Esther Jackson is the Public Services Librarian at NYBG’s LuEsther T. Mertz Library where she manages Reference and Circulation services and oversees the Plant Information Office. She spends much of her time assisting researchers, providing instruction related to library resources, and collaborating with NYBG staff on various projects related to Garden initiatives and events.


Image of the cover of Success with SucculentsSuccess with Succulents: Choosing, Growing, and Caring for Cactuses and Other Succulents is a 2017 book from John Bagnasco and Bob Reidmuller. Bagnasco has worked in the gardening industry for more than 45 years, first in nurseries and garden centers, and later as a senior magazine editor and radio personality for Garden Compass. Reidmuller has worked for Altman Plants (Vista, CA), the nation’s largest propagator of cacti and succulents, for over 25 years.

Success with Succulents is organized into four sections: What are Cactuses? What are Succulents?, Cactuses and Succulents Outdoors, Cactuses and Succulents Indoors, and Featured Plants. The outdoor gardening guidelines are not region-specific, although most of the species recommended would not be cold hardy in our climate. There are a few outliers—of the plants featured, it is mostly select sedums that are cold tolerant. Arguably the most useful content for our region is in the section pertaining to indoor plants, and the authors cover topics including soil, moisture, pests, and propagation, to name a few. The featured plants section is also very useful, including information about plant family, origin, culture, cold hardiness (by degree in Fahrenheit), propagation method, bloom time, and a blurb about the plant’s appearance and behavior in different landscapes.

All in all, Success with Succulents is a helpful and compact resource for readers who want to care for their existing plants or add a few more plant babies to their collection.

Readers who have questions about how to care for their succulents and troubleshoot problems can contact the NYBG Plant Information Office for help. Guides about caring for succulents and cacti indoors have also been provided.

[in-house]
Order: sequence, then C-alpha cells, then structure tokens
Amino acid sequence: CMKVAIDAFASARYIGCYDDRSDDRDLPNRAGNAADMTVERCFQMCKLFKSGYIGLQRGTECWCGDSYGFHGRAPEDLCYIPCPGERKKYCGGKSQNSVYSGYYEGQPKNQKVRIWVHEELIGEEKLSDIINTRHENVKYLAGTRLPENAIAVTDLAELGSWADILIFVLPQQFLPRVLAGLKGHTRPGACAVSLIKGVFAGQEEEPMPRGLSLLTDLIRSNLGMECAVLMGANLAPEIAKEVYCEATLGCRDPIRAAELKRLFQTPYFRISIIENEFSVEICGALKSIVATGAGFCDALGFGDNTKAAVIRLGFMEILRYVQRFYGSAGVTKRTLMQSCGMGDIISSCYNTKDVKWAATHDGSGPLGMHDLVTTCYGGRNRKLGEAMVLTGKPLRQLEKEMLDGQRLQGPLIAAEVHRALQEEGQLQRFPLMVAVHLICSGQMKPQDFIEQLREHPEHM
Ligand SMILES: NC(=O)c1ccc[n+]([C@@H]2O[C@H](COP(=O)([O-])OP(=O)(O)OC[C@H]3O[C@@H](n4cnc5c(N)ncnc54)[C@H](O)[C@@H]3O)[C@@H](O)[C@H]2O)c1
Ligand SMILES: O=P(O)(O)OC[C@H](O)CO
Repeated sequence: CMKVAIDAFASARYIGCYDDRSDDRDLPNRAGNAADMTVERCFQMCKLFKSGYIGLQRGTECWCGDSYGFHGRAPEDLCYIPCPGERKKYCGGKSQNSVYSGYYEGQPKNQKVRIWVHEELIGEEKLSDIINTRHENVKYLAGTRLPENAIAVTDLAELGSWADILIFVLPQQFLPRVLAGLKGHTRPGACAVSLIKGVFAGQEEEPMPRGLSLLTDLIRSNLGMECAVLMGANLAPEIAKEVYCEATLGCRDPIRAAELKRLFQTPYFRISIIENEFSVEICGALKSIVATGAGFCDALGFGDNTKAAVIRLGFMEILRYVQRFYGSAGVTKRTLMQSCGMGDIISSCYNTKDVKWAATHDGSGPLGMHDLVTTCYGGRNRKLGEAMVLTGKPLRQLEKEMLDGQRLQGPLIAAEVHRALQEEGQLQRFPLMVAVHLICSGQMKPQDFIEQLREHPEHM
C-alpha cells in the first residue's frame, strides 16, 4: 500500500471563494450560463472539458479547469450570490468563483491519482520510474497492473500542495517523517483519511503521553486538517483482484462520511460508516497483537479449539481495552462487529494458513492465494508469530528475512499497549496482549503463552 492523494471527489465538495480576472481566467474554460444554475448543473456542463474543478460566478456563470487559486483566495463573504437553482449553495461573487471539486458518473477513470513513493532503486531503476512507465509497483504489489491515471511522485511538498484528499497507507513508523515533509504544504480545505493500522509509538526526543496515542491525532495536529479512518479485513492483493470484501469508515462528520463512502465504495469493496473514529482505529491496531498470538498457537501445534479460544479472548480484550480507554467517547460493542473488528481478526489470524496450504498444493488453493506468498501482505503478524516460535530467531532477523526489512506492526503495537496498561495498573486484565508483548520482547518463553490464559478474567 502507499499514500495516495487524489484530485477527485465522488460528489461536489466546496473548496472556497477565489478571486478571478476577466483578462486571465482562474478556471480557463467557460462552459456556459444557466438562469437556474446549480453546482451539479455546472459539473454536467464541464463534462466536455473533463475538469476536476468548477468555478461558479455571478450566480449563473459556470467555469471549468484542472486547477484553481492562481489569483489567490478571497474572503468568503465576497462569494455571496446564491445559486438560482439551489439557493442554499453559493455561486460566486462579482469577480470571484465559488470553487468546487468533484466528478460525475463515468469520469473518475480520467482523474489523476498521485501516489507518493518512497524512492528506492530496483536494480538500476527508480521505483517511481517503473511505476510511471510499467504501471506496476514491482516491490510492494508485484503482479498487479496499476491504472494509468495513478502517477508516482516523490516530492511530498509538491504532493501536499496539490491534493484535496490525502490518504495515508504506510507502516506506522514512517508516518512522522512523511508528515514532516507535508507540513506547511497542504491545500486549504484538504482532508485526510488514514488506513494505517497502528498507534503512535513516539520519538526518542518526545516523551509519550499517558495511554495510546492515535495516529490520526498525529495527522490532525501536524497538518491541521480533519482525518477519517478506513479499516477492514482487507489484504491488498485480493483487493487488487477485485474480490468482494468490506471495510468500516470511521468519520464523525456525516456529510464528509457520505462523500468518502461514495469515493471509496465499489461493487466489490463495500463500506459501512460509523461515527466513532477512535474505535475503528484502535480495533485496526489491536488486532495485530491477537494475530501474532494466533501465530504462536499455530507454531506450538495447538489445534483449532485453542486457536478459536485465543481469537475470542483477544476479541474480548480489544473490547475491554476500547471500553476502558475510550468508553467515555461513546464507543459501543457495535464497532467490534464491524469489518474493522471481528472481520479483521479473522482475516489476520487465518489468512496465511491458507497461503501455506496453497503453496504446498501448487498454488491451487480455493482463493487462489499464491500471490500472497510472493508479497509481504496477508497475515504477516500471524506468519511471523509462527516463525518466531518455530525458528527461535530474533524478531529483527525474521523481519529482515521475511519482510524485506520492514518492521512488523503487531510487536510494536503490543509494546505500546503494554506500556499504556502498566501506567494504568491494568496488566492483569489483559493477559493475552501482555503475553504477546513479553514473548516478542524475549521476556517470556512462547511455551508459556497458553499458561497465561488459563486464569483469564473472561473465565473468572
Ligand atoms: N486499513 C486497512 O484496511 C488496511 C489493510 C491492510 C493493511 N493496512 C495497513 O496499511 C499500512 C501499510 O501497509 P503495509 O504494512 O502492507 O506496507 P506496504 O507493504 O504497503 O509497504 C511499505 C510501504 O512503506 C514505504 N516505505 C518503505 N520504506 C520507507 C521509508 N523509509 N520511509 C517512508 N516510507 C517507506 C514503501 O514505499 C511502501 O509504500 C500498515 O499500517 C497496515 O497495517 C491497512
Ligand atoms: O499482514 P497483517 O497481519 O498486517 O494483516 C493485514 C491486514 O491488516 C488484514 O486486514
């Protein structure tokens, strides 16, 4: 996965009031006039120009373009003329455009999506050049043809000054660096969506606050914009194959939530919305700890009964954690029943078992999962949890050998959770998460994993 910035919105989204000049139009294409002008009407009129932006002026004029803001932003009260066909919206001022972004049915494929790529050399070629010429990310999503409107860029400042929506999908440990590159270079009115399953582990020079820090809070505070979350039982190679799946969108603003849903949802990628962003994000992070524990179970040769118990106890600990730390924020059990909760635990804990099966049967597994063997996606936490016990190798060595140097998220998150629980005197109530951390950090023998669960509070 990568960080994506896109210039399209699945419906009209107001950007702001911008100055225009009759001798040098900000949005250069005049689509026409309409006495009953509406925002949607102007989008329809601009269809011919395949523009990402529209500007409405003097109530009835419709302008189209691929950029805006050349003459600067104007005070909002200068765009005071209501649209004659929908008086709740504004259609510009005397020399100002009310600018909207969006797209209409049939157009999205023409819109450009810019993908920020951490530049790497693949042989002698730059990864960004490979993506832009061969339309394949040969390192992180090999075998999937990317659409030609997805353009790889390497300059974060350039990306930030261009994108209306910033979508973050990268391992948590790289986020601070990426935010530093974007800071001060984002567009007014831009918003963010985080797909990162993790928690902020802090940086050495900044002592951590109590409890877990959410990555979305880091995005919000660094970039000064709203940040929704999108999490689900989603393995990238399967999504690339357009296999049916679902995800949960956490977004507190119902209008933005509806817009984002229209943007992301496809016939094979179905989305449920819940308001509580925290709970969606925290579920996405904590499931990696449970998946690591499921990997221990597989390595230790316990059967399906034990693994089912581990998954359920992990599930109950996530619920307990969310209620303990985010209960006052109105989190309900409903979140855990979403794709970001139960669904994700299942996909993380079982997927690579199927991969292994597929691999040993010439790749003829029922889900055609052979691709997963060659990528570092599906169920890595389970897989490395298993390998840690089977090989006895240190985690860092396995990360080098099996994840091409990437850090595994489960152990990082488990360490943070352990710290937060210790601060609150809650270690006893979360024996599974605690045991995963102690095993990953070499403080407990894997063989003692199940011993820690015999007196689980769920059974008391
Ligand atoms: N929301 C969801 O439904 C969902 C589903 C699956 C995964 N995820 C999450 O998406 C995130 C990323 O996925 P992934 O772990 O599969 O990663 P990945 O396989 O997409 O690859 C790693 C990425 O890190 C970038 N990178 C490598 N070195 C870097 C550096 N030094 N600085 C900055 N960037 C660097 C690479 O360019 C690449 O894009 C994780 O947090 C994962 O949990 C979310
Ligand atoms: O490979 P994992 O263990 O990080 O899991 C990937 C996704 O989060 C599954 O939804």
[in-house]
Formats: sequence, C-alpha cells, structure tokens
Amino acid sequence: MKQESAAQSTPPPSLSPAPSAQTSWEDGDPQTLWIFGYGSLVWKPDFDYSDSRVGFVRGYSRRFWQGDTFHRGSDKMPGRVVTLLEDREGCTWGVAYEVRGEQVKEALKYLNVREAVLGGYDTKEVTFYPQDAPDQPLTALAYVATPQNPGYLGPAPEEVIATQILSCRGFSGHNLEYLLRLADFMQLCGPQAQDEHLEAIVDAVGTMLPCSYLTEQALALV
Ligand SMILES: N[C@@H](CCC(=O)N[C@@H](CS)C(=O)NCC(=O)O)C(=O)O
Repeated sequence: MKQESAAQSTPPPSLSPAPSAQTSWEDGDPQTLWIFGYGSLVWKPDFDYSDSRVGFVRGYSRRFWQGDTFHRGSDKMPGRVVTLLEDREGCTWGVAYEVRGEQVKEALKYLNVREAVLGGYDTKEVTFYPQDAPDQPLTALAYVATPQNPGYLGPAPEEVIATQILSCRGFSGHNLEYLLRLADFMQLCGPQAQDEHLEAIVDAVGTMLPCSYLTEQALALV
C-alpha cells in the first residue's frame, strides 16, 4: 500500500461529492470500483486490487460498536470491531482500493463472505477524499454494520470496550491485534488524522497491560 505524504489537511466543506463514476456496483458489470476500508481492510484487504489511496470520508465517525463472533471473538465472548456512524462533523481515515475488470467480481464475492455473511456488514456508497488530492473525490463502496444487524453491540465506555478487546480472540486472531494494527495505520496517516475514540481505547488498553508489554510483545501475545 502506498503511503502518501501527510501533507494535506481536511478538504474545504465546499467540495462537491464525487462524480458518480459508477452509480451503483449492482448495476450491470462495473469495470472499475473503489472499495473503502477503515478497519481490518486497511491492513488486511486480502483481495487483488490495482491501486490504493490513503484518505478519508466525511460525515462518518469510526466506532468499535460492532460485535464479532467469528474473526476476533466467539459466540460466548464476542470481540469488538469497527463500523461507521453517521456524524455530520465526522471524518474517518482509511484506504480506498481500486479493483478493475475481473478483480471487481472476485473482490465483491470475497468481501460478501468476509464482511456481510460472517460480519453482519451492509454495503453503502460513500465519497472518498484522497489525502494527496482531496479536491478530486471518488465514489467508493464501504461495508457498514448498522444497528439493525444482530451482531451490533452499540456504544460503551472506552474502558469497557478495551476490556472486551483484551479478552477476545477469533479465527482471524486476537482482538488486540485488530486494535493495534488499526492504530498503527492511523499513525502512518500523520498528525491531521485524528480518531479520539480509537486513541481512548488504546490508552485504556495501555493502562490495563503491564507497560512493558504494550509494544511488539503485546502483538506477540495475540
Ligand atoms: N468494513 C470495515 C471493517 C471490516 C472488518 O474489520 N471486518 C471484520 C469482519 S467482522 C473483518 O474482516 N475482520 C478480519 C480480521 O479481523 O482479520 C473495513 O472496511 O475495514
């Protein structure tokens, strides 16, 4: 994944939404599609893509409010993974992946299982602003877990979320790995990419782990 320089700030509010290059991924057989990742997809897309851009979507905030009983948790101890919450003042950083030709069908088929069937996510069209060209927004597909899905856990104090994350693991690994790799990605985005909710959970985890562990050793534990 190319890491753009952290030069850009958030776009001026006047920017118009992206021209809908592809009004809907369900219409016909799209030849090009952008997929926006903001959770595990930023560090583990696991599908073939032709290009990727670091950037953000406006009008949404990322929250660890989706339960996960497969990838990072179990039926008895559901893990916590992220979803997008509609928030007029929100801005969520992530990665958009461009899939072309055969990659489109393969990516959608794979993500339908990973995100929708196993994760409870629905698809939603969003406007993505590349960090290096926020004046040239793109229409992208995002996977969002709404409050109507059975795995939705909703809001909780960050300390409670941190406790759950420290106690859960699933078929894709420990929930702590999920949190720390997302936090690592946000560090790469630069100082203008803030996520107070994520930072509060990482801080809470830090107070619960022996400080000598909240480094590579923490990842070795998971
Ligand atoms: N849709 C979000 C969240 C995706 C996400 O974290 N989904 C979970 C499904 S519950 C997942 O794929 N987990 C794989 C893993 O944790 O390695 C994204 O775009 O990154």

Spring Mania

Posted in What's Beautiful Now on April 9 2019, by Todd Forrest

Todd Forrest is the Arthur Ross Vice President for Horticulture and Living Collections at The New York Botanical Garden.


Photo of a magnoliaSeasoned tree lovers often experience a bit of anxiety during unseasonably warm winter weather. Extended thaws in January and February can cause the fuzzy gray buds of the magnolias to swell in anticipation of the bloom, elevating the risk of frost damage should cold spells show up later on. Nothing is so disheartening as magnolia flowers turned to ugly brown mush by a surprise spring freeze.

Sometimes things do work out, however. There were brief warm spells this winter, but there were also long periods of deep cold and the magnolia buds didn’t really get moving until March. The weather warmed gradually from March into April, and we are now entering the beginning of one of the most dazzling horticultural spectacles of the year.

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Young Readers Spring Forward at the NYBG Library!

Posted in From the Library on April 8 2019, by Samantha D’Acunto

Samantha D’Acunto is the Reference Librarian at The New York Botanical Garden‘s LuEsther T. Mertz Library.

Cover of When Spring Comes to the DMZThis spring the LuEsther T. Mertz Library would like to encourage young readers to try reading above their reading level. New 2019 titles added to the library’s circulating children’s collection aim to encourage readers to challenge their reading abilities, enhance vocabulary, and learn new facts about the natural world—and have fun doing it!

When Spring Comes to the DMZ by Uk-Bae Lee  

In When Spring Comes to the DMZ, author Uk-Bae Lee warns readers about the environmental and societal impacts of wars. The border between North and South Korea is illustrated carefully in delicate watercolors depicting juxtaposing scenes. As the seasons change along the DMZ, readers will experience the flora and fauna awaken with spring alongside series of military exercises. The people and the surrounding habitats, though impacted by the wall, remain resilient and hopeful for future reunification. The back matter offers a brief summary about the history of Korea’s split for readers who seek additional information on the topic.